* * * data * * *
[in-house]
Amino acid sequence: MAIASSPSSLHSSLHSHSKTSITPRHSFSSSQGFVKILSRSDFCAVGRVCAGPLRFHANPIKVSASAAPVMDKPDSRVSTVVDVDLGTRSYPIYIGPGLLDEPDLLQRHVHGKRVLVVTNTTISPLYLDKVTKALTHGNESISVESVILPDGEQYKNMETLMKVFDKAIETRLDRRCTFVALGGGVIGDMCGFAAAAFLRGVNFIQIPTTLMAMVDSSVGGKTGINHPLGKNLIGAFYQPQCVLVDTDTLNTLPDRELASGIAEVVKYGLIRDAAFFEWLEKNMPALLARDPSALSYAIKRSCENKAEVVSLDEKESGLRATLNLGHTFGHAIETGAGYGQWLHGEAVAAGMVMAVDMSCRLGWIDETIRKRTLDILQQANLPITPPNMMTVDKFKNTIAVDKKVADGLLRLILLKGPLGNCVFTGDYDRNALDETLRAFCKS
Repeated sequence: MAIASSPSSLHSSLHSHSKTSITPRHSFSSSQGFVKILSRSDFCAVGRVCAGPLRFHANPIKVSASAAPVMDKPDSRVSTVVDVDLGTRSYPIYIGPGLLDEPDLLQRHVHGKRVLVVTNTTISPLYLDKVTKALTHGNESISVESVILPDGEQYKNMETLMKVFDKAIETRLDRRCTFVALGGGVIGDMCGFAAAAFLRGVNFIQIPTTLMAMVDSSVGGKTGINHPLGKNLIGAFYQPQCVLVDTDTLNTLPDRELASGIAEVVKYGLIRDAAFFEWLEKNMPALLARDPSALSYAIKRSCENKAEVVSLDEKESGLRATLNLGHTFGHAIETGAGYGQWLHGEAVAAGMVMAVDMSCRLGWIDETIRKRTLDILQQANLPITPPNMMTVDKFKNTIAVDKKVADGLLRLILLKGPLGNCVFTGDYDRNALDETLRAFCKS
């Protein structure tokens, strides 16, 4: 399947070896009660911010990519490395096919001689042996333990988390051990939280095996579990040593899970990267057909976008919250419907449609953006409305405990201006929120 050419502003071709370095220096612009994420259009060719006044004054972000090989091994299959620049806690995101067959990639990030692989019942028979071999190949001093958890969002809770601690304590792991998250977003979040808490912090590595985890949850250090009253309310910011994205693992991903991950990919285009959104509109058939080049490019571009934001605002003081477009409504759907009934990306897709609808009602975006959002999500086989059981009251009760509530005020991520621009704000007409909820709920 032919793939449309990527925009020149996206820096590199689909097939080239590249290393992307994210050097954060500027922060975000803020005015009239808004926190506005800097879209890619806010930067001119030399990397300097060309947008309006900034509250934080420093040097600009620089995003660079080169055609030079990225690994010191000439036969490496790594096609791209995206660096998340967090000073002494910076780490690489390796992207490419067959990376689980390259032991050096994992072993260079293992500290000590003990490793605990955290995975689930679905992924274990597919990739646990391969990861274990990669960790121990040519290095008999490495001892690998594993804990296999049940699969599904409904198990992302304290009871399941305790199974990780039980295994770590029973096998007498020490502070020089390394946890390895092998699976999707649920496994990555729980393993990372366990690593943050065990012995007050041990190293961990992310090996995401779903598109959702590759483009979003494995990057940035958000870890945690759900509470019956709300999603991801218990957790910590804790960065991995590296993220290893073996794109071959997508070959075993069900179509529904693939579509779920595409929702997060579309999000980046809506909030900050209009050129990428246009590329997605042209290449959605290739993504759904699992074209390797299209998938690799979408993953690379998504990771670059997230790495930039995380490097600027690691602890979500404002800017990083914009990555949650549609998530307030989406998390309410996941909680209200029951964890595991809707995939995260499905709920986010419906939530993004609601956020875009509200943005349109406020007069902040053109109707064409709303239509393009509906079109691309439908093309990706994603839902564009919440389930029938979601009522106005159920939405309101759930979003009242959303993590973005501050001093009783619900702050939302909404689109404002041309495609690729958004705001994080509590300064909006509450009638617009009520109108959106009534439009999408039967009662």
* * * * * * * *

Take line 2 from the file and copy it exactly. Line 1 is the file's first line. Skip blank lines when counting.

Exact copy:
Amino acid sequence: MAIASSPSSLHSSLHSHSKTSITPRHSFSSSQGFVKILSRSDFCAVGRVCAGPLRFHANPIKVSASAAPVMDKPDSRVSTVVDVDLGTRSYPIYIGPGLLDEPDLLQRHVHGKRVLVVTNTTISPLYLDKVTKALTHGNESISVESVILPDGEQYKNMETLMKVFDKAIETRLDRRCTFVALGGGVIGDMCGFAAAAFLRGVNFIQIPTTLMAMVDSSVGGKTGINHPLGKNLIGAFYQPQCVLVDTDTLNTLPDRELASGIAEVVKYGLIRDAAFFEWLEKNMPALLARDPSALSYAIKRSCENKAEVVSLDEKESGLRATLNLGHTFGHAIETGAGYGQWLHGEAVAAGMVMAVDMSCRLGWIDETIRKRTLDILQQANLPITPPNMMTVDKFKNTIAVDKKVADGLLRLILLKGPLGNCVFTGDYDRNALDETLRAFCKS